• Sweater kits and Briggs & Little yarn in exclusive colours.
  • London-Wul in Lakeburn
    • A spinning museum, studio, dye garden, and shop.
  • Briggs & Little Woollen Mills in York Mills
    • Canada’s oldest woollen mill, with factory tours and shop. They don’t use the carbonizing process (acid bath) for removing straw/debris from the yarn.

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Sock knitting vs. Thesis

Posted by yarnberry on May 27, 2007

I am eight days away from depositing my Master’s thesis in preparation for my defense on June 18th.

I am also knitting my first sock, after several false starts. (Please don’t ask me about the Patons Canadiana sock debacle.)

Knitting a sock is a relatively straightforward process. Its shape is pre-defined, its demands are clear. When I begin, there is a pattern to follow. I know that I have 80 stitches per row, and if I wanted to I could probably calculate how many stitches I must knit in total, and how long it takes me to knit a stitch on average, and from there approximately how many hours it will take to finish this sock.

My thesis won’t be done until it’s done. At every stage, it has been very difficult to predict how long each step will take. Some large tasks have whipped by very quickly. Other (seemingly) small tasks have taken (seemingly) forever to finish. There is a rough guideline, but in fact, it only now, when I’m almost done, that the overall pattern of my thesis is coming clear. Each section and paragraph is slowly slotting into place. At the very end, maybe I could draw you a schematic.

It is so rewarding to see the sock spool out of my needles, stitch by stitch, row by row. After 20 minutes of knitting, I can hold the finished result in my hand and admire it.

There will be no finished product of my thesis until the very, very end, and that product will just be a stack of paper destined for the basement of the library. As I near the finish line, I am finally starting to feel like my research is Vaguely Interesting and possibly even Slightly Useful. But the sock — ah, I think a well-made, hand-knitted sock is something that can be loved.

The sock is so much more forgiving. Certainly, it was a little frustrating at first. But once I’ve finished knitting a section, I don’t need to go back and edit it 167 times. I don’t need to send the sock out to other people to read and comment. When it’s done, I won’t need to stand up in front of a bunch of people and defend any errors, inconsistencies, or confusing aspects of my sock. Unless it’s a true disaster or it doesn’t fit, any mistakes in my sock can be accepted as part of the “handmade charm.”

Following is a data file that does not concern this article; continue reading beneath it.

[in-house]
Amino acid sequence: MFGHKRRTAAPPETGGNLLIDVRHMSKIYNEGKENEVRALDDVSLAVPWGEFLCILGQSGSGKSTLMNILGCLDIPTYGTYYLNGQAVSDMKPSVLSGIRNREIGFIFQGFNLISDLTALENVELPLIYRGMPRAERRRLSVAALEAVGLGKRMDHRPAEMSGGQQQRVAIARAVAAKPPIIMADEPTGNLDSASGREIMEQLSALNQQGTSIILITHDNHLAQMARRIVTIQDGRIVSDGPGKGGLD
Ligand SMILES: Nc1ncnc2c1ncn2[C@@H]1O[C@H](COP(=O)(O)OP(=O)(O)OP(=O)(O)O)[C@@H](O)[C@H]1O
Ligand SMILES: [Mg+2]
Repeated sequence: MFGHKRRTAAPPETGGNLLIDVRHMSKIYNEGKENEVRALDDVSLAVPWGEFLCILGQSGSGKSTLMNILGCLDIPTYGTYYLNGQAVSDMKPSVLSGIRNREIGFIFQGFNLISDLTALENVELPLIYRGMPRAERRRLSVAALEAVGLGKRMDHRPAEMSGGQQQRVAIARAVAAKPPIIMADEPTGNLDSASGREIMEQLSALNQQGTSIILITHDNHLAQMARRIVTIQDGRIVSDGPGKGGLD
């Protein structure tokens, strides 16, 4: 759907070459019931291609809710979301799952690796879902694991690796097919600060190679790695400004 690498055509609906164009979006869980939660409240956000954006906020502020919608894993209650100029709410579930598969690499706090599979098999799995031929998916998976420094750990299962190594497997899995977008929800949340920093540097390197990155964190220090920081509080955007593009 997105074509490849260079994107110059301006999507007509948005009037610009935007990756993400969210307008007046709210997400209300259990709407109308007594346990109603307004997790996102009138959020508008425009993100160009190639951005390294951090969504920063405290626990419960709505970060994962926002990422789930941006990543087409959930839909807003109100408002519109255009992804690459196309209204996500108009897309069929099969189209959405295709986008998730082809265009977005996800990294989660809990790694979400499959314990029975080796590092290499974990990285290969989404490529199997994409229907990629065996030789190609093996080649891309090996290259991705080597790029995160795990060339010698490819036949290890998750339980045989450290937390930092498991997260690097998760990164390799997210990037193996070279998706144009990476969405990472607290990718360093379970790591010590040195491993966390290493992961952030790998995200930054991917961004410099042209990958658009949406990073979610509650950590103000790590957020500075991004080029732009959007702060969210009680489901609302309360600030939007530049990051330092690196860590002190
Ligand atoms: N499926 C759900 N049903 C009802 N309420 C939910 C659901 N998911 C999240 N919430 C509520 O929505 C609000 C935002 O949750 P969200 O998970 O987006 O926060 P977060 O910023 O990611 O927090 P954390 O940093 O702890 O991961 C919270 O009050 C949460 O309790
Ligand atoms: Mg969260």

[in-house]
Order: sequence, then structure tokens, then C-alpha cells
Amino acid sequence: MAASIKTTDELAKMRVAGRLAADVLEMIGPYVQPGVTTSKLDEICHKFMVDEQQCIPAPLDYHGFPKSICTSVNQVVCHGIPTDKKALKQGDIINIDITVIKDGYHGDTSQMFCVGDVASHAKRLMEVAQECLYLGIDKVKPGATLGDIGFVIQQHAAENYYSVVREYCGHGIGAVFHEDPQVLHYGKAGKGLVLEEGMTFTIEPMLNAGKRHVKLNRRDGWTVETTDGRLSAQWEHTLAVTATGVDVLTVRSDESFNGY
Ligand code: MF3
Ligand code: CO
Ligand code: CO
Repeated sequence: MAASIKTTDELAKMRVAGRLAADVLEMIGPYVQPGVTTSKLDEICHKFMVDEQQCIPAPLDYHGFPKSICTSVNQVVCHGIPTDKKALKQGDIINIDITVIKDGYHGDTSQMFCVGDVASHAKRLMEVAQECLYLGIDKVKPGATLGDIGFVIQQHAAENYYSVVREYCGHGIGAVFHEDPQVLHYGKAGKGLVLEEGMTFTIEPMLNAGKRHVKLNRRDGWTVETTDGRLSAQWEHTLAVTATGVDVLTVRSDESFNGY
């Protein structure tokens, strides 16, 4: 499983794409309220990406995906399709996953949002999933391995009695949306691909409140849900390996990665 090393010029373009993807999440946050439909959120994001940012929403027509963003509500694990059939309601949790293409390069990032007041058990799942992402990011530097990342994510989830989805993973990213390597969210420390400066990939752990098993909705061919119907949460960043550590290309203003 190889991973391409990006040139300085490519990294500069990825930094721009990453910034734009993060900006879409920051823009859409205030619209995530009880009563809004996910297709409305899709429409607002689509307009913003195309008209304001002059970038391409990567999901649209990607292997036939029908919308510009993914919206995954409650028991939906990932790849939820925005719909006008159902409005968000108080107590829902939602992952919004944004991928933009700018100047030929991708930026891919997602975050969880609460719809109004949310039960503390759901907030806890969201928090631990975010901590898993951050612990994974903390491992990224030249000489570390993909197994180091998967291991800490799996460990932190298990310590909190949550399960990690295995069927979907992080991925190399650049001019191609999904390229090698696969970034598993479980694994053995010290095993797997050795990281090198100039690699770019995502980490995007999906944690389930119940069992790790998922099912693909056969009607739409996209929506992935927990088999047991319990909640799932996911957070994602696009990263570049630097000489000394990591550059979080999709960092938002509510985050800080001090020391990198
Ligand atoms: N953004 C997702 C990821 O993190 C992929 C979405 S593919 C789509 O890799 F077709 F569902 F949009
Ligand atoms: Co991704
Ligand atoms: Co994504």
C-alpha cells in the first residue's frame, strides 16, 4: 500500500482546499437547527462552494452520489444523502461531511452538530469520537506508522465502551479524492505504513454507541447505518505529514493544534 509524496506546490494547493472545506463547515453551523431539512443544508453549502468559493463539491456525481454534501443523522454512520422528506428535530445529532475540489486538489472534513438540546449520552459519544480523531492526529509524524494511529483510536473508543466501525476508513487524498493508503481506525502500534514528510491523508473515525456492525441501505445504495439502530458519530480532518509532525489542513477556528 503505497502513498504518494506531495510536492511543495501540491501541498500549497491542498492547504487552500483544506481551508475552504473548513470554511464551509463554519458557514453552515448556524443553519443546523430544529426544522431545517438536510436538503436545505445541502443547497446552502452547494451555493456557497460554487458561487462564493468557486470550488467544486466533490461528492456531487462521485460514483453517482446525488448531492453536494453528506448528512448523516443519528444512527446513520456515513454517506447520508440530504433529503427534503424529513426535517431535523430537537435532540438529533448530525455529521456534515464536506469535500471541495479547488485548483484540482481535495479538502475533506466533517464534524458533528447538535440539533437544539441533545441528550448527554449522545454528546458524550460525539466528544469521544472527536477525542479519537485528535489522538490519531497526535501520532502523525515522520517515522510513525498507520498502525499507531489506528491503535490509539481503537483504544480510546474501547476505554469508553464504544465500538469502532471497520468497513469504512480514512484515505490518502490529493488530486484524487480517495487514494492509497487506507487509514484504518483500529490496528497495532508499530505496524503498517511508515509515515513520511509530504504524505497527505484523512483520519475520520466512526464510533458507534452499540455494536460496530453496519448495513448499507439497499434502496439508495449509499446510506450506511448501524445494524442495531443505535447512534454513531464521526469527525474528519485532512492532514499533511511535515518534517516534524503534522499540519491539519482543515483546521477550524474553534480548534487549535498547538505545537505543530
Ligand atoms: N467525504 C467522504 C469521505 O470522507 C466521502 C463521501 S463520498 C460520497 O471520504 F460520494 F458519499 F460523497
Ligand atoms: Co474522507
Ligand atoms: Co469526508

Through the endless months of this process, crafting has been my antidote to my thesis. Its tangible, row-by-row progress is soothing after hours of chipping away at my writing, trying to make my intangible ideas make sense to someone else. So, after I’ve been up until 2am on a Saturday night, writing and re-writing — I will knit for a while, and finally relax.

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Tutorial: Using ratios to calculate yardage

Posted by yarnberry on May 21, 2007

Sometimes I’m working on a project, and I want to figure out how many yards of yarn I’ve used to create it. I have to frog the project and measure it, or measure how many yards are left in the skein, right? There’s a much easier way: calculate how many yards I’ve used in the project, using the a kitchen scale and the yarn label.

Here is an example from a slipper pattern I’m working on at the moment. I want to make a second pair, but I’m not sure if I have enough yarn. The slippers shown here were made with a skein of Bernat Super Value Ombres, and I would like to make a pair out of some Schachenmayr Punto Shine.

Measure weight of the object (without needles, buttons, or anything else attached):
= 90 g
Check weight of skein from the yarn label:
= 142 g
Calculate percentage of skein used:
= weight of object / weight of skein
= 90 g /142 g
= 63%
Check yardage of skein from the yarn label:
= 275 yd
Calculate percent of yardage used:
= length of skein * percent of skein used
= 275 yd * 63%
= 174 yd

Remember that this is an estimate. The weight or yardage given on the label might not be quite right, your kitchen scale might not be balanced, you might have a slightly different tension when you make the object again with a different yarn. But it will give you a rough guideline of how many yards you need.